Mechanical performance and glycolytic requirement in trout ventricular muscle

J Exp Zool. 2002 Sep 1;293(4):360-7. doi: 10.1002/jez.10119.


The glycolytic pathway seems to be coupled to the aerobic performance in mammalian cardiac muscle. Because many conditions are different in ectotherms, its influence on twitch force and resting force was recorded at 15 degrees C in isometric ventricular preparations from rainbow trout. To reduce glycolytic activity, preparations were exposed to 0.4 mmol l(-1) iodoacetate for 35 min or alternatively to 120 min anoxia in a glucose-free solution containing 10 &mgr;mol l(-1) adrenaline in an attempt to remove glycolytic substrates. The anoxic period was followed by recovery in an oxygenated solution containing aerobic substrates but no glucose. Control experiments indicated that this treatment, like iodoacetate, inhibits glycolysis, although glycogen was reduced by one half only. In fully oxygenated preparations with access to mitochondrial substrates, both attempts to reduce glycolytic activity tended to increase both resting force and the reductions in twitch force during high activity imposed by high stimulation rates and exposure to 10 &mgr;mol l(-1) adrenaline. Thus, the glycolytic pathway appears to be of specific importance under aerobic conditions also in the heart of ectotherms. J. Exp. Zool. 293:360-367, 2002.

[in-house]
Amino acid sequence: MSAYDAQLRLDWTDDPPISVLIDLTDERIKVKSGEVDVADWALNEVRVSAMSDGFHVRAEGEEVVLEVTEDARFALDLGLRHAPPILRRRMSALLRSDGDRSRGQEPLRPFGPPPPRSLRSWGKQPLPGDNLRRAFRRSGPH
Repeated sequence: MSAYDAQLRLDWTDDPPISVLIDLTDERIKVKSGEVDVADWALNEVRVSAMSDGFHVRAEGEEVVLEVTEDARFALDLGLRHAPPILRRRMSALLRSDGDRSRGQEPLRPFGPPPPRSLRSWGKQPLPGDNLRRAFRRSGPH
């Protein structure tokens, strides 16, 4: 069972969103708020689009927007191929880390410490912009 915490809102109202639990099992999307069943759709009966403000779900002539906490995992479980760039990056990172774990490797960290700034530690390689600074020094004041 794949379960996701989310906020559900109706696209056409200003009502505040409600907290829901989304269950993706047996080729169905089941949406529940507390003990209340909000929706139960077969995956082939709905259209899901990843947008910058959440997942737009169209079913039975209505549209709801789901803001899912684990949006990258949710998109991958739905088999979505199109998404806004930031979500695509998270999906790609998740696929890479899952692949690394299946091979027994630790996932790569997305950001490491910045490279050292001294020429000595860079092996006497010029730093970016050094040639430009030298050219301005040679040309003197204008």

MeSH terms

  • Adenosine Triphosphatases / metabolism
  • Animals
  • Glycolysis
  • Heart
  • Heart Ventricles / metabolism
  • Hypoxia / metabolism
  • Myocardial Contraction*
  • Myocardium / metabolism
  • Myosins / metabolism
  • Trout* / metabolism


  • Adenosine Triphosphatases
  • Myosins